That whole "hate the sin, not the sinner" line is a complete cop out to escape Christ's mandate not to judge others. Until you you are without sin, you better put down those stones, son. And Jesus already told us that none of us is without sin.

      July 29, 2013 at 12:14 pm |
      • .

        " "hate the sin, not the sinner" "

        It's not found in the bible, Gandhi said that "hate the sin, love the sinner."

        July 29, 2013 at 12:29 pm |
    • cedar rapids

      Ezekiel 16:49-50 "Now this was the sin of your sister Sodom: She and her daughters were arrogant, overfed and unconcerned; they did not help the poor and needy.

      July 29, 2013 at 12:31 pm |
  11. rafterman11

    "Who am I to judge?"

    Then the Pope added: "I mean, what do you think I am, a Republican?"

    July 29, 2013 at 12:02 pm |
  12. BCG

    What does this mean anyway? “searches for the Lord and has good will". The bible is clear, Jessus is the WAY, TRUTH, LIFE. If the Pope read his bible once in a while, and searched for the LORD himself, he would of said something different being the spokesman for GOD.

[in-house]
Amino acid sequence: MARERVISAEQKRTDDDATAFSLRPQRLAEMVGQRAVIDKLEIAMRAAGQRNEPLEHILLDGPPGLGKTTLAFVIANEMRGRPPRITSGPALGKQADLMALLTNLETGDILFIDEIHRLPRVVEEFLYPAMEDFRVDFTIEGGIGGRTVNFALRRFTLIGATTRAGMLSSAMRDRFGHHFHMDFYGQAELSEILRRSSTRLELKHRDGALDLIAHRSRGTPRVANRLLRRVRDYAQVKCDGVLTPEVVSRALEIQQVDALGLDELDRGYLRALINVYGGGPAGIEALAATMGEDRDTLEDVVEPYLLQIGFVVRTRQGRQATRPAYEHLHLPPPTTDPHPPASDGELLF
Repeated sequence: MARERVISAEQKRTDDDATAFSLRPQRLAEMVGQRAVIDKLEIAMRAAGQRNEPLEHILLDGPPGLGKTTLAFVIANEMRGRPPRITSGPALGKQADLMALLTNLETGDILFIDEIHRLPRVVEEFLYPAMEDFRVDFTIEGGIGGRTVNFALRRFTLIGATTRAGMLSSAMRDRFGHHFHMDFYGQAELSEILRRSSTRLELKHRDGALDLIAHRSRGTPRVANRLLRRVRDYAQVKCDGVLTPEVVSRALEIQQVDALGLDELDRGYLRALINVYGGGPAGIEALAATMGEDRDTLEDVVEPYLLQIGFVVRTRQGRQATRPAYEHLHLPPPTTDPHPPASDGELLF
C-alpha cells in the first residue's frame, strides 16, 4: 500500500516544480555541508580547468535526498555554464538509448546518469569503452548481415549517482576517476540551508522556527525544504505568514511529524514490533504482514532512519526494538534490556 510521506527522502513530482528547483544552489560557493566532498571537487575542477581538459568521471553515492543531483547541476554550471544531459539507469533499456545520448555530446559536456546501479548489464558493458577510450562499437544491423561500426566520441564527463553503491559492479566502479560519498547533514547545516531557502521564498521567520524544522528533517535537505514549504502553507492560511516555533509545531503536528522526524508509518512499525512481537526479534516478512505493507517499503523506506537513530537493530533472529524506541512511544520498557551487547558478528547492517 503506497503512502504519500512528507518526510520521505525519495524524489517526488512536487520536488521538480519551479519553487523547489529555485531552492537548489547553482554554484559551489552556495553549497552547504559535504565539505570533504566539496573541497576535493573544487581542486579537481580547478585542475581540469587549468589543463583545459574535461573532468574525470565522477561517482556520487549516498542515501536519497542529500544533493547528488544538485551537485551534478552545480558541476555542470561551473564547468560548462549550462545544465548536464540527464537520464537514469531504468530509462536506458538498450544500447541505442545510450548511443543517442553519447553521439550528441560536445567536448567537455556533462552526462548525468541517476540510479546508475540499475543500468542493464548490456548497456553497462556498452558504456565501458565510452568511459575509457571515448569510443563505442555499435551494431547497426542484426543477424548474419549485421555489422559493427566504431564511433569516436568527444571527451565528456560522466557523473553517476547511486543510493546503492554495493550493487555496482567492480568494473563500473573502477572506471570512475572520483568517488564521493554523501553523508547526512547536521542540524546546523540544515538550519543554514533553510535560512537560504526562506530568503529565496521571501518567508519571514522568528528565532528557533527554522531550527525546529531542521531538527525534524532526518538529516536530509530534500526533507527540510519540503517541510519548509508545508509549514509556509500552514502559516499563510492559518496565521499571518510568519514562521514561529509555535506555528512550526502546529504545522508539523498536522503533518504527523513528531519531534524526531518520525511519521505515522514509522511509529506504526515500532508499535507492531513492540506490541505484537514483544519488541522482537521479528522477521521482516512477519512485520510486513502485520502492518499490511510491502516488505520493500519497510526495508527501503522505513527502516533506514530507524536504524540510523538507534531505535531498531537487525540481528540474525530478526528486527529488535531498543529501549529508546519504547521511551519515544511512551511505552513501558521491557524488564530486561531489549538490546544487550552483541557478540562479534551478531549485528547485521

July 29, 2013 at 12:00 pm |
    • Agnostickids

      What would the Pope had said if he read his bible? I mean, really, you think the POPE hasn't read the bible? He's probably finding it hard to find the scripture where Jesus says to hate gays....

      July 29, 2013 at 12:02 pm |
    • AgrumpyDude

      The whole bible is a big falsehood. Pretty soon, the only marginalized groups will be Christians and other religious zealots.

      July 29, 2013 at 12:05 pm |
    • nadinesh

      Jesus' only words about gays was very accepting: “For there are eunuchs who are born thus from their mothers womb, and there are eunuchs who are made eunuchs by men, and there are eunuchs who are eunuchs for the kingdom of heavens sake. Let those who can accept it, accept it.” Matthew 19:12. Perhaps the Pope knows more than you about this?

      July 29, 2013 at 12:07 pm |
      • Lenny Pincus

        We're talking about gays, not Mitch McConnell.

        July 29, 2013 at 12:12 pm |
        • nadinesh

          🙂

          July 29, 2013 at 12:56 pm |
    • lbpaulina